Does the Law in ADAMS V CAPE PLC Still Good Law or should further Reform Prevail?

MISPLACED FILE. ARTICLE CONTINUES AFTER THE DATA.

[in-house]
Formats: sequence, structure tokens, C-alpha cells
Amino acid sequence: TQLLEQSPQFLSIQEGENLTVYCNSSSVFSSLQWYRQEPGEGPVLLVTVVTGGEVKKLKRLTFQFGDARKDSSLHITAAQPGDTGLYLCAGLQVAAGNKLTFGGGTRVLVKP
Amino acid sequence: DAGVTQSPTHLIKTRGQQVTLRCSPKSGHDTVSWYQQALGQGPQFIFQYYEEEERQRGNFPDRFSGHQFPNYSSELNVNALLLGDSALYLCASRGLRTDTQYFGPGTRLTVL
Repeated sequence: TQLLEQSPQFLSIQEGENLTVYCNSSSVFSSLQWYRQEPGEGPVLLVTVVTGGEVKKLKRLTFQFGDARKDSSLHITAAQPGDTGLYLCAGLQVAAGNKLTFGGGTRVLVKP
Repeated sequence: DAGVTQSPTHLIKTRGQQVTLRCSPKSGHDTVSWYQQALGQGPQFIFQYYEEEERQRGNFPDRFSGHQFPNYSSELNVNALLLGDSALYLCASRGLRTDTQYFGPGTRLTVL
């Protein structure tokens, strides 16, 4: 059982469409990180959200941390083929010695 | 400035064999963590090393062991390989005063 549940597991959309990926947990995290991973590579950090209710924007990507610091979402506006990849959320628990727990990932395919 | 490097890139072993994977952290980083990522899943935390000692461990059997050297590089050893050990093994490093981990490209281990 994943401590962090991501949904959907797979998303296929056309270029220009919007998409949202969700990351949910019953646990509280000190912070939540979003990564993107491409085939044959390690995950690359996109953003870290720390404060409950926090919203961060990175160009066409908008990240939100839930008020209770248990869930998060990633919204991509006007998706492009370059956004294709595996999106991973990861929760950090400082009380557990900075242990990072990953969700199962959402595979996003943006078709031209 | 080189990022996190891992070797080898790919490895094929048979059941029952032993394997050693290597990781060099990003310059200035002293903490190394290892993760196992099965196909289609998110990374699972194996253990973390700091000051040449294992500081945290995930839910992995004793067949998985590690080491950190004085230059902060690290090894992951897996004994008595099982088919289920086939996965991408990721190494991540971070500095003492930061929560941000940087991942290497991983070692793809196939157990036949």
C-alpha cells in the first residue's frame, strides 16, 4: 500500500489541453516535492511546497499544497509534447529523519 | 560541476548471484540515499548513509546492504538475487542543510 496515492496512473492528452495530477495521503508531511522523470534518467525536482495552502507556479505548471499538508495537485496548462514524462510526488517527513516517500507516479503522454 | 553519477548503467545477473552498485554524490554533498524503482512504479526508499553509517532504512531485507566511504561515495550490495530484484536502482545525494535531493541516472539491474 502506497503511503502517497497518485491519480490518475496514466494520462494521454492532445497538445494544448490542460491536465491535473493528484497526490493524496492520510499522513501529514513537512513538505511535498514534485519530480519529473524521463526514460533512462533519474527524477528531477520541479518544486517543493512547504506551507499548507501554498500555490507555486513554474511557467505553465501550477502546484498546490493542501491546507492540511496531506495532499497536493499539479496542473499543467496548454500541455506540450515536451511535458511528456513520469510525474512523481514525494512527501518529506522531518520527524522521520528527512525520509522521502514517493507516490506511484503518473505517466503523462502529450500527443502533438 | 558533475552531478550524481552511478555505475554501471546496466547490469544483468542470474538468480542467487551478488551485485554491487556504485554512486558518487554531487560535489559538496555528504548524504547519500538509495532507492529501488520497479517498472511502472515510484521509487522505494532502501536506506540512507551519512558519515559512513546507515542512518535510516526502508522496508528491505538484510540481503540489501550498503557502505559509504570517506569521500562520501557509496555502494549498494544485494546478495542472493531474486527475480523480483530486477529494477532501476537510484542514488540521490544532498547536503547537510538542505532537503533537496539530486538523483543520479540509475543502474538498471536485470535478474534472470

Does the law in ADAMS v CAPE PLC still good law or should further reform prevail? The approach in Adams v Cape plc in lifting the veil of incorporation has always been a debatable issue. Despite the obvious economic connection between companies within the same group, English company law has steadfastly maintained its policy of treating such companies as distinct legal entities. . To lift or not to lift the veil of incorporation is a matter for the court to decide in each and every case. Should the approach in Adams v Cape plc ltd (1990) continue to be used or statutory provisions should come into play? Years ago the English Courts had established the basic principle of separate corporate personality: “the corporation has a separate existence from the shareholder” per Vaughan Williams J in Salomon v Salomon. It is the leading case on the fundamental importance of the separate personality of a company. A distinct legal personality can own and deal with property, sue and be sued in its own name and contract on its own behalf. The emergence of group structures in UK was to curtail tax as the Corporate Structures became more prominent. When we speak of lifting the veil of incorporation it equals to a veil which stands in between the company and its members, employees, employers and shareholders. If the veil of incorporation is removed both bodies would be treated as a single legal entity. Just like in any state of affairs we have a conqueror and a loser, the Court often founds itself into the quandary as whether to lift or not to lift the veil of incorporation to determine where the loss lie, more explicitly who will bear the burden of costs. The Court will either award an injunction; Gilford motor Company Ltd v Horne (1933), specific performance; Jones v Lipman (1962) or damages. An enhanced picture of Group companies consist of a parent A ltd which is the chief company and its two subsidiaries X ltd and Y ltd. If A ltd runs its most perilous business through X ltd and in the event X ltd collapse or goes into liquidation and a person is injured while working, the question which arises is whether the parent company A ltd should be liable for its subsidiaries. In economic reality there is a sole business pertaining work through three different legal personalities. Yet again the question is should the veil be lifted or not. In Re A Company (1985) it was held that irrespective of corporate structure used, the veil will be lifted to achieve justice. The key case regarding parent and Subsidiaries Company is Adams v Cape Plc Ltd (1990). Its judgement has drastically narrowed the ability of the courts to lift the veil. Here the subsidiaries found in the US mined asbestos and when Adam while working in one of Cape Ltd subsidiaries was injured sought relief against the parent company fund in the UK. The Court of Appeal revised this complex area of law and concluded that the veil should be lifted in three conditions. Primarily where the corporate structure is a mere façade concealing the true facts. Furthermore if an express agency relationship exists between a company and its shareholders or between a parent and subsidiary company in a group structure. Thirdly where the group of companies is in reality a single economic entity. The motive of the subsidiary company in Adams was to prevent tax and there were no express agency agreement since parent company had no control over the subsidiary company. Therefore, the Court didn’t lift the veil of incorporation. If one of the above three issues are present the veil of incorporation will be lifted. Otherwise the Salomon principle applies. We has had statutory intervention under s.399 CA 2006 where parent companies have a duty to produce Group accounts and under s.409 CA 2006 they have to provide details of shares it holds in the subsidiaries and subsidiaries names and country of activity. Also s.993 CA 2006 introduces the criminal offence of fraudulent trading. Nevertheless the Court has always been keen and watchful in safeguarding the corporate veil. Sec 213-215 Insolvency Act 1986 deal veil lifting. Since the Corporate form was being used as an instrument of fraud namely fraudulent trading s.213 Insolvency Act 1986 came into play but the dilemma was that we had to prove intent which was difficult and attracted criminal charge of imprisonment and fine. S.213 of the Insolvency Act 1986 deals with situation where any business of the company carries intent to defraud and applies to everyone. The purpose of this section was to restrict fraudulent trading, nonetheless, the high standard of proof as required by the court negated its effect due to the possibility of a criminal charge arising. s.214 Insolvency Act 1986 on the other hand applies mainly to directors who had been negligent leading to the insolvency of the company for example in Re Produce Marketing Consortium Ltd (1989) the 2 directors were liable to pay £75000 to the debts of the company since they didn’t put the company in liquidation before it reached to the point of insolvency. Since Adams the Court has lifted the veil of incorporation in various state of affairs. For example in tort in Lubbe v Cape Plc (2000), the parent company owed a duty of care to anybody injured by subsidiary company in a group and in Chandler v Cape Plc (2011) duty of care has been breached by parent company. The point in tort is that a personal injury caused by a UK subsidiary operating in a jurisdiction with a developed country such as USA will not give rise to any liability on part of the parent company but a personal injury caused by a subsidiary of a UK company in an underdeveloped jurisdiction will. In addition, if the tort is deceit rather than negligent, Court will allow liability to flow to director or employee. In so far the court has extended the principle of lifting the veil of incorporation in various new situations which arose and the Court was left to the choice of whether to lift the corporate veil or not. Location Title Words Matched Match (%) Unique Words Matched Unique Match (%) Documents found to be plagiarised Directors’ duties and derivative actions | Modernising UK … 244 10 244 10 v Moir (No 2) – Wikipedia, the free encyclopedia 45 2 45 2 11 : Majority rule flashcards | Quizlet 664 27 534 22 Law – Routledge Revision61 3 0 <1 doctrine of foss v harbottle – Online law school … 77 3 0 <1 Law – Shareholder Cases flashcards | Quizlet 31 1 0 <1 Act 2006 – legislation 140 6 0 <1’ Derivative Claims – Scribd – Read Unlimited Books 47 2 0 <1 Law Reform Bill [HL] 103 4 0 <1 Kenya Law Resource Center: MAJORITY RULE ( Foss vs … 64 3 10 <1 A Guide To The Companies Act 2006 – Part 1 – Corporate … 95 4 0 <1 Development of Statutory Derivative Actions | Law Teacher 50 2 0 <1 for minority shareholders – Lees Solicitors 78 3 34 1 Minority Shareholders Protection In Cyprus – Remedies … 17 1 0 <1 by Dignam and Lowry Company Law – Scribd 613 25 49 2 S.260 of Company Act 2006 is an unnecessary piece of legislation. 198 8 0 <1 CLAIMS flashcards | Quizlet 129 5 0 <1 17 1 0 <1 Act 2006 – 48 2 0 <1 where there is a breach of directors’ duties 40 2 0 <1 New Derivative Action May Lead To Increased Claims Against … 18 1 0 <1 Law Reform Bill [HL] 114 5 0 <1 Company Law Guide 613 25 0 <1 Matching Content: 40%. Moreover in Prest v Petrodel [2013] seven companies held by Mr Prest a very wealthy man could be transferred to his wife upon dissolution of their marriage as ancillary relief during Matrimonial proceedings. While the defence of Mr Prest was that his companies should have separate legal entity, the Court of Appeal held that the corporate veil will be pierced in very limited circumstances. Firstly where there is a deliberate abuse of a corporate entity (i.e. to hide behind the corporate veil) for improper purposes and secondly the specific facts show that the assets are genuinely held on trust for a party to the proceedings. The reason why Mrs Prest succeeded in her claim was due to the special facts of her case. At various time Mr Prest tried to conceal the fact that the seven companies were held on trust for him. Moreover both he and the company failed to cooperate with disclosure allowed the court to infer that Mr Prest and the companies were attempting to hide the true beneficial owner of the properties. However it should be noted in this case, Lord Sumption sheds light on the nature and extent of the doctrine. He extracted principles which are concealment and evasion principles. In the first principle we have to investigate as to who are the ‘real actors’ that is . the real controller of the company just like in Gilford Motors v Horne. In the latter principle, the Court pierces the veil to prevent a party from avoiding a legal obligation by virtue of the fact that they have interposed a company in an attempt to defeat a right which will be enforced against them. To conclude with the question of whether to lift the veil of incorporation or not will depend on each and every case. The Court has always respected the legal personality of a company and will lift the veil in very limited conditions. The separate legal personality of the company has been established for more than a century, the decades that have intervened have encouraged a belief in this principle but have also allowed exceptions to the concept when lifting of this corporate veil is permitted for example in situations of fraud, or sham. Nevertheless the courts have the power to continue developing the law in this area when public policy requires it. It can be seen in Prest v Petrodel (2013) that a director can be liable to contribute to the debts of the company if he has been negligent in the company going into insolvent liquidation and did nothing to prevent that. The veil will be pierced if subsidiaries have been created with motive of defrauding creditors or to prevent a transaction. Moreover, if the subsidiary company worked under the control of the parent company and there was an express agency agreement between the two such that the two are inter-linked. If tort is deceit instead of negligent liability will flow to employees or director. Furthermore, the Court won’t be easily fooled if someone tried consistently to conceal facts which are of utmost importance for the Court. Thus there is currently the possibility of extension of the law at the courts’ discretion. My study of the law in this area leads me to the conclusion that the case for more radical reform of liabilities within groups has not been made. The law as it currently stands reflects the balance that is required between the needs of the economy and the needs of justice. Words: 1687 Bibliography Wikipedia University of Leceister (pdf notes) Secondary sources Recent developments of company law (UOL) Alan Dignam and John Lowry . In this category most specifically we refer to sham. In Gilford Motor CO ltd v Horne (1933), a former employee was bound by a contractual obligation not to solicit customers from his former employer after he left the job. To avoid the contractual obligation horne incorporate a company and solicit customers. The court found that it was in the interest of justice for the court to act as the new company was a sham. Similarly in jones v lipman the court held that company was a sham and was an attempt to avod a pre existing legal oblgation. the court gave an order for specific performance for the house to be transferred to the original purchasers. Company Law Textbook